Development of the disadvantaged communities

Development of the disadvantaged communities

The thesis for this paper is that the measures taken by the developed countries as well as numerous NGOs towards the development of the disadvantaged communities should consider other aspects such as gender and race.

Development can be described in various ways. The most basic definition of development is that it is a positive transformation in the way of life of an individual (Lahiri‐Dutt, 2017). This transformation can mean that the social or economic status of the individual or an entire community has changed. Even though such an issue can seem extreme for a person living in the first world, the problem of development is deeply felt by individuals from less developed countries (Lahiri‐Dutt, 2017). The issue of development in society often relates to access to the most basic social amenities such as clean water, food, health services, and education. These services are offered by most western governments at no fee. However, in countries such as the ones in Africa, the situation is significantly different. Some nations in the region have attempted some of the government-sponsored services where the citizens do not have to pay (White, 2011). However, such programs are not capable to provide the same service for the entire population. Moreover, the resources are often depleted and the replacement of the items can take too long. Thus, the poor people from the less developed countries continue to suffer and most of them lose their lives from situations that can be easily resolved through programs and policies that promote economic developments in the affected regions (Lahiri‐Dutt, 2017).

While these measures aim to transform and change the lives of the people from such backgrounds, the same actions have to consider various aspects (Lahiri‐Dutt, 2017). In the third world countries, the traditional beliefs about gender roles and how men dominate over women is common. This factor implies that any development program that covers an entire population would likely benefit the men. This issue is legitimate since, in some of these nations, women are not even allowed to own property. Moreover, race plays a significant part in determining the actual benefits of such development programs (Heron,, 2007). In communities that are multiracial, the minority racial groups are likely to be neglected since most of the services that improve the lives of the people will focus on the race that makes up the majority of the population. Such complex issues about development are the aspects that will be discussed in this paper. Additionally, several recommendations and solutions will be offered to ensure that uneven access to the means for development is not influenced by race or gender.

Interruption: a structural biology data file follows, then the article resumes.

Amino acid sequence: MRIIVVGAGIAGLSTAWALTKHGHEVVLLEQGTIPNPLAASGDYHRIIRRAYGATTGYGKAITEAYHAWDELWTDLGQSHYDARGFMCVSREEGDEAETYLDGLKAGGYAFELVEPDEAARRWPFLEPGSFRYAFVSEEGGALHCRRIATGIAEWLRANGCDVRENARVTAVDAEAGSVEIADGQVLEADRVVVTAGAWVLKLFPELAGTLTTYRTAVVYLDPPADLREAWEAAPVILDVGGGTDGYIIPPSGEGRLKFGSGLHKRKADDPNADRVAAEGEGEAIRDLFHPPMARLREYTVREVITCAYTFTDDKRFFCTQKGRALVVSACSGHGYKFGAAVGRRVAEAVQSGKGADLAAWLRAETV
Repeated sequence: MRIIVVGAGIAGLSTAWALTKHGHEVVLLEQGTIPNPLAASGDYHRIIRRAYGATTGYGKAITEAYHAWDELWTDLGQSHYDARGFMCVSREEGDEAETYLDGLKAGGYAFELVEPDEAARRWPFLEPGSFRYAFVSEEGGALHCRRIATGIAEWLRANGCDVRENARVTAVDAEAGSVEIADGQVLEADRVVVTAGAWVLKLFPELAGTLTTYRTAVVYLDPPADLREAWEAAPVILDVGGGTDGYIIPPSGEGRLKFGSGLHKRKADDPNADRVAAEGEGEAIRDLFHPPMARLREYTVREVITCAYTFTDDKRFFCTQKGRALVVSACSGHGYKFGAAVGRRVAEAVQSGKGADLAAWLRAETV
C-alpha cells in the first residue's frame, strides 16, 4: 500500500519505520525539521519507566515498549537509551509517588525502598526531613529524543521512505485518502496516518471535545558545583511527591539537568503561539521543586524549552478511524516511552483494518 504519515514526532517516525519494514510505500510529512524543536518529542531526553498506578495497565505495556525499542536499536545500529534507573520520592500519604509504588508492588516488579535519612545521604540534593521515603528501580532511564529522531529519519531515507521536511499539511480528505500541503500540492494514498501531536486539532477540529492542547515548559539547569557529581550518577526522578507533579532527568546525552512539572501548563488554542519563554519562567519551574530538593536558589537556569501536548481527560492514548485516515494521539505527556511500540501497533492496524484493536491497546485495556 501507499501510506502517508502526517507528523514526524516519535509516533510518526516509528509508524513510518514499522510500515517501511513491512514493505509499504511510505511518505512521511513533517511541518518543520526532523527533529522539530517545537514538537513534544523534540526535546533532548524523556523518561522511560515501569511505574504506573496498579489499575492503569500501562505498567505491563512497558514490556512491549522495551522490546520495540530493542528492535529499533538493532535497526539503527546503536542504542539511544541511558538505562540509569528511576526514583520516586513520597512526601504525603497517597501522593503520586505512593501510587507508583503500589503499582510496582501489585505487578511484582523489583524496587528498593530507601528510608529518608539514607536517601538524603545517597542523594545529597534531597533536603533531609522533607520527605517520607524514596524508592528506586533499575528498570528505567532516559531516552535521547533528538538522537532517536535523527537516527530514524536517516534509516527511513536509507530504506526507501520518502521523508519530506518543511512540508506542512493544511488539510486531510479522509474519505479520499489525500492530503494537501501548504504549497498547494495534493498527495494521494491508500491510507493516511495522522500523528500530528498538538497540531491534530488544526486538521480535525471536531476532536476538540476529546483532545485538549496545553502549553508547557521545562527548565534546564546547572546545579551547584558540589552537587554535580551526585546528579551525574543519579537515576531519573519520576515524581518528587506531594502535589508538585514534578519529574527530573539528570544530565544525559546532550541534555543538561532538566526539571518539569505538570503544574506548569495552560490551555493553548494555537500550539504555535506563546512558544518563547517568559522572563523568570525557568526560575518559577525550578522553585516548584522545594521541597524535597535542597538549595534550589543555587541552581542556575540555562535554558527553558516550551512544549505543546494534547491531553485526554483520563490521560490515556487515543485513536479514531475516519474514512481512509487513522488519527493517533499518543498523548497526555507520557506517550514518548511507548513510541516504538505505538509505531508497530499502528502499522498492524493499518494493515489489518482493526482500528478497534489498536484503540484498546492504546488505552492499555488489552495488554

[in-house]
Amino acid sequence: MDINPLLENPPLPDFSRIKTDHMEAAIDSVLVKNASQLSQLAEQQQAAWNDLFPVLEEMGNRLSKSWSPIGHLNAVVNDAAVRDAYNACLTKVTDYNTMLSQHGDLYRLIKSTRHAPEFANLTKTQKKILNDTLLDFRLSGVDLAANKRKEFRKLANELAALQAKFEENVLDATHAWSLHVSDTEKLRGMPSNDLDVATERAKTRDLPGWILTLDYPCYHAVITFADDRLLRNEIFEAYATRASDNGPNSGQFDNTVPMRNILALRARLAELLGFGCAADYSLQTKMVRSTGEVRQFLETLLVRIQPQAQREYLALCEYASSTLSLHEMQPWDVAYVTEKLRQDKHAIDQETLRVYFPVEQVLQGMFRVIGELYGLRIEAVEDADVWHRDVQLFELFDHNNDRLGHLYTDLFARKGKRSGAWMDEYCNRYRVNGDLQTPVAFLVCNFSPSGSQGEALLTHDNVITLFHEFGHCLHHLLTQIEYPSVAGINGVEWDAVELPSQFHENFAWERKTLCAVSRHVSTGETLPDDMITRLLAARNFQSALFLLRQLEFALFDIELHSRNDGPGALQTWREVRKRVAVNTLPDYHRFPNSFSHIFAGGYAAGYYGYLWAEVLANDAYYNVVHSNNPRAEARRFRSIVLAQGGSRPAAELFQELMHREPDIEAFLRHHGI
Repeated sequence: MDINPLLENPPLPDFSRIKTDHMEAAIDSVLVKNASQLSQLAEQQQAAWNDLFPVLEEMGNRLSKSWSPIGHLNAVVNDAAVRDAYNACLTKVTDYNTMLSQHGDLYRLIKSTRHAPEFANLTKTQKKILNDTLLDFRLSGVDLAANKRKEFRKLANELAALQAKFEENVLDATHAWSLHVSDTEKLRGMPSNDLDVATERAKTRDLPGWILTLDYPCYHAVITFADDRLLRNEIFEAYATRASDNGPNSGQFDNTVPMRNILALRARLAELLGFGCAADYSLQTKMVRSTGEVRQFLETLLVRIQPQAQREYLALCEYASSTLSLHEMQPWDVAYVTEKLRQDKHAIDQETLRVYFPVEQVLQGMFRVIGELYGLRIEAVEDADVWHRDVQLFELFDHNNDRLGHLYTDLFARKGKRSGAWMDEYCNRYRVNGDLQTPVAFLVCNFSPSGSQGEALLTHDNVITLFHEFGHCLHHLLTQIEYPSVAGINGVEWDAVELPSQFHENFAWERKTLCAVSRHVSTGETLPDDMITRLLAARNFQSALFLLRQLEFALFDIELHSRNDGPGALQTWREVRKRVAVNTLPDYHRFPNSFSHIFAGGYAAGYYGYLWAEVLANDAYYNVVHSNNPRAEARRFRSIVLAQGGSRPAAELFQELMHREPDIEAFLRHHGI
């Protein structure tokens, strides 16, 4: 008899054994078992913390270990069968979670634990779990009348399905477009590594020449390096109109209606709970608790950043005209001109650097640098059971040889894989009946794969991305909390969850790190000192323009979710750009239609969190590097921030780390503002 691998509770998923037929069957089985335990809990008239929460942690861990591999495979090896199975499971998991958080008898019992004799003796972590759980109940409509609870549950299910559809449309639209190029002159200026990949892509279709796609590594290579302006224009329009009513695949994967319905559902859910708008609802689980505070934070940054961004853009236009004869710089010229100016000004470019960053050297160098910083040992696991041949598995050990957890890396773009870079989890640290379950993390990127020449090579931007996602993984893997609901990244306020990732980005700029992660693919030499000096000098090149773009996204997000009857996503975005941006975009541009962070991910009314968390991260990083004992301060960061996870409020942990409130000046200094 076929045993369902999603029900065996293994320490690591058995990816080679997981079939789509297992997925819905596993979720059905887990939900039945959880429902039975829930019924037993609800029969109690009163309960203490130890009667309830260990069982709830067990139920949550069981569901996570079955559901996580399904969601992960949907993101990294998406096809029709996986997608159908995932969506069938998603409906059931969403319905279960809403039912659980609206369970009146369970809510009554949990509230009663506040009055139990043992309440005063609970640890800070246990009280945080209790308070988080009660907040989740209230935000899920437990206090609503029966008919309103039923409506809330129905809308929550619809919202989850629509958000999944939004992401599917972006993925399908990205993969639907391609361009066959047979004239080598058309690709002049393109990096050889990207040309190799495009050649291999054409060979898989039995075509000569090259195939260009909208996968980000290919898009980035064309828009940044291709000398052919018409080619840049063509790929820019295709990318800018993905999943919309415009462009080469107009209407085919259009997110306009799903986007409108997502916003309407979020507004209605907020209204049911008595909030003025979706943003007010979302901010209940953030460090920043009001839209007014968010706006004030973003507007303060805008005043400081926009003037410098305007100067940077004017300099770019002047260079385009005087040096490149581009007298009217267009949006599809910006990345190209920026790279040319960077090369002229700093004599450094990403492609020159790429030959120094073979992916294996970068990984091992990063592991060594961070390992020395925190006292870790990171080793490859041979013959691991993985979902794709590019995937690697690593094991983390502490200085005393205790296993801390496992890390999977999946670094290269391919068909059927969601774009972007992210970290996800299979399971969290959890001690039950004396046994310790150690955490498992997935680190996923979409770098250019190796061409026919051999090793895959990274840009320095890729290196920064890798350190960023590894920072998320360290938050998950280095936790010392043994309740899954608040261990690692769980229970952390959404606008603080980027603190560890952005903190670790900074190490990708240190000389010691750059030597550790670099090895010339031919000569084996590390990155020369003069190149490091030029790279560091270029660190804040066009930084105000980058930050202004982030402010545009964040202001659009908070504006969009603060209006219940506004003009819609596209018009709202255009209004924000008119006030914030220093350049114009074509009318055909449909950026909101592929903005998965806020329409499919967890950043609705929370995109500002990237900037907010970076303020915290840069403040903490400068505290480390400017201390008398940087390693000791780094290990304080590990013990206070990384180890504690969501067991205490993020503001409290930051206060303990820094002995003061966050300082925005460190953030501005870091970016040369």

Factors Affecting Economic Development of a Country

The factors that influence the economic development of any community are numerous. These conditions are directly related to economic development and also serve as secondary influences. The broad categorization of these factors is economic and on-economic. The figure below shows a chart that indicates these conditions.

 

 

 

Figure 1: Factors that Determine Economic Development in a Country (Heron, 2007).

Each of these factors will be briefly discussed to show their relevance to the development of a given country.

Economic factors

The economic determinants of development are capital formation, natural resources, a marketable surplus of grown products, the state of the global trade, and the economic model of the nation (Heron, 2007).